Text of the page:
Home / Shattering the Glass Ceiling

Shattering the Glass Ceiling

Please Share...Print this pageTweet about this on TwitterShare on Facebook0Share on Google+0Pin on Pinterest0Share on Tumblr0Share on StumbleUpon0Share on Reddit0Email this to someone

Right from the “Introduction” I knew Jeanne Torrence Hauer’s Millionaire Women would be a different read than other success books about women. In non judgmental style, the author sets the stage by explaining the complex choices women are faced with in today’s world.

Millionaire Women earns its success from Hauer’s skill as a storyteller and her background as a marketer. The book offers a unique look at how and why 16 women began and succeed, beyond all dreams, in their kitchen table businesses.

Don’t let the words kitchen table fool you, these women entrepreneurs are no light weights when it comes to achieving financial and personal success. Lorraine Tribe, Quest Personnel, an international recruitment firm, had billings of $40 million when she sold her company for almost $5 million (stock and cash).

Did you know that the first self-made millionaire in the U.S.was an African American woman? Madam C.J. Walker, founder of C.J. Walker Manufacturing Company, made her fortune from hair care products. Some of the other women highlighted include: Doris Christopher – The Pampered Chef, Arlene Lenarz – Mary Kay Cosmestics, Lillian Vernon – Lillian Vernon Corporation, Rian Van Velzen-Bastaansen – Nature’s Choice.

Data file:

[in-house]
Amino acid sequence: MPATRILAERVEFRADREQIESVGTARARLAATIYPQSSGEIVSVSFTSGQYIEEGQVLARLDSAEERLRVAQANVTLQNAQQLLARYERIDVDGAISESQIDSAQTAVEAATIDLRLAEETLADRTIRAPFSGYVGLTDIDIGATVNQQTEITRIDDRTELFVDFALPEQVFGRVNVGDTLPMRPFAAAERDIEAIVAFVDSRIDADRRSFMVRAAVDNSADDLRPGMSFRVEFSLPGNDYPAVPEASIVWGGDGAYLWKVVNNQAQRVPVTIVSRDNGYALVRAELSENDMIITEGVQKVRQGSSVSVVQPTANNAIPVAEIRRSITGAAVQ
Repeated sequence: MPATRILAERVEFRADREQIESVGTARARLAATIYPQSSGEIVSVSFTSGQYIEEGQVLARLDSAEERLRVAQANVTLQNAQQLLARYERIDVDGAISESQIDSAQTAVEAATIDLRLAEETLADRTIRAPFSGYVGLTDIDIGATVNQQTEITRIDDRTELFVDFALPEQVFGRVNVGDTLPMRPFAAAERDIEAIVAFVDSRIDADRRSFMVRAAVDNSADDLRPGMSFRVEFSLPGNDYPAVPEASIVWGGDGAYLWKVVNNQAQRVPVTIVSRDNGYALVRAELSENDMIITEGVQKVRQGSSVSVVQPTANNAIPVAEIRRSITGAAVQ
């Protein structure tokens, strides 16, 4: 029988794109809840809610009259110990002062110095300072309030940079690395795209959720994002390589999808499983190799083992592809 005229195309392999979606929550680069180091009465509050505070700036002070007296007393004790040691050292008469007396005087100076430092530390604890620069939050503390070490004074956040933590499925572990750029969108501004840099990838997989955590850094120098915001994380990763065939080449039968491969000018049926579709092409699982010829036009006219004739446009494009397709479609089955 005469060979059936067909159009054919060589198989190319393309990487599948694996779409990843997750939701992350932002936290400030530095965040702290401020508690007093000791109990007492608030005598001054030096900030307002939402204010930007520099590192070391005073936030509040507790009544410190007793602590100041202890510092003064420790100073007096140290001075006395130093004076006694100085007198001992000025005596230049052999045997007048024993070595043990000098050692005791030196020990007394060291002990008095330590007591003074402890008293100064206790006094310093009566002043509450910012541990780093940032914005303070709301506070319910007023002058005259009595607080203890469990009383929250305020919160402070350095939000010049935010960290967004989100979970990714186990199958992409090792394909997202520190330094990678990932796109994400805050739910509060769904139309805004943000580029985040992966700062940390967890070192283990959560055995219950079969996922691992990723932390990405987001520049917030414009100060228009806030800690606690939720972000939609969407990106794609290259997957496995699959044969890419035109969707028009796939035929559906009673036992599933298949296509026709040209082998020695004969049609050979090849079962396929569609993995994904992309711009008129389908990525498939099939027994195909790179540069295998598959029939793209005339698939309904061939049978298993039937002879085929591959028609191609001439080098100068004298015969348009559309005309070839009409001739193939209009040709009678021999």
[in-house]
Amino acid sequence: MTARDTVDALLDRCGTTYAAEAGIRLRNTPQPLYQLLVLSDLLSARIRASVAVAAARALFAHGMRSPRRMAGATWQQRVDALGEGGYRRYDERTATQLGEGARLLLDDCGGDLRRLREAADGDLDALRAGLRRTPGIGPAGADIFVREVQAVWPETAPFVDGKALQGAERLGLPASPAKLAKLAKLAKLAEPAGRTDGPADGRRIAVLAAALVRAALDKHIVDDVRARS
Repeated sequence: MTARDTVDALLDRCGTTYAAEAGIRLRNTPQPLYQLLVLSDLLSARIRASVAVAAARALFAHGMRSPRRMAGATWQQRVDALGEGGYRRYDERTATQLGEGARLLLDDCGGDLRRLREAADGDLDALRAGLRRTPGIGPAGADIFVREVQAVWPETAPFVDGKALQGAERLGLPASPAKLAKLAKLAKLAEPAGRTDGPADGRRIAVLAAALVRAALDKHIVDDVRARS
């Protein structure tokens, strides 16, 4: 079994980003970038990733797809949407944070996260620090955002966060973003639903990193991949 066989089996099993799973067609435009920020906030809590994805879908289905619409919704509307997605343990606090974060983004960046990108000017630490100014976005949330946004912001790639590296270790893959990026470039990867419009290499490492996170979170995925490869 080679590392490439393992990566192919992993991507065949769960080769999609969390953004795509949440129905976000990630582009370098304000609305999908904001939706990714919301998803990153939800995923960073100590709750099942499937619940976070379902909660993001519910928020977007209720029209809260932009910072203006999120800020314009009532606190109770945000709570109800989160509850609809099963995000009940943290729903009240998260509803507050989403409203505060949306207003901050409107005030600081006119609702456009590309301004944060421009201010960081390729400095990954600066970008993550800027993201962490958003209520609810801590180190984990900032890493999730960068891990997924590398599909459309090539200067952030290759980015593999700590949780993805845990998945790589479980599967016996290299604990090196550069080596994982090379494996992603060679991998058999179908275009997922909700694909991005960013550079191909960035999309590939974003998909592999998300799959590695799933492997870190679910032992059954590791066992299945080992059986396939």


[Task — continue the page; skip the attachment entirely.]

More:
In addition to inspiring stories, the book provides specific strategies and tactics that any business person can put into practice. Several important, common themes run through each woman’s story.

1. Find and follow your passion
Not everything will be easy. There will be obstacles, but follow your passion. – Doris Chistopher, The Pampered Chef

2. Take care of your customers

Treat your customers as though they were your grandparents. – Sally Degnan, Two Men and A Truck

3. Great people make a great company
Our success has been founded on our choice of great people to work with. – Pat Miller, Vera Bradley Designs

4. Build strong, authenic relationships
People-based relationships and performance will continue to be most important in the formula for success. – Lorraine Tribe, Quest Personnel

5. Keep life and business in perspective
Don’t take life too seriously and don’t make everything personal. – Cynthia R. Jones, Jones Worley Graphic Design Consultants

A must read for business owners, those thinking of entering the entrepreneurship world or when your world spins too fast and you need a bit of encouragement.

Powered by

About Toby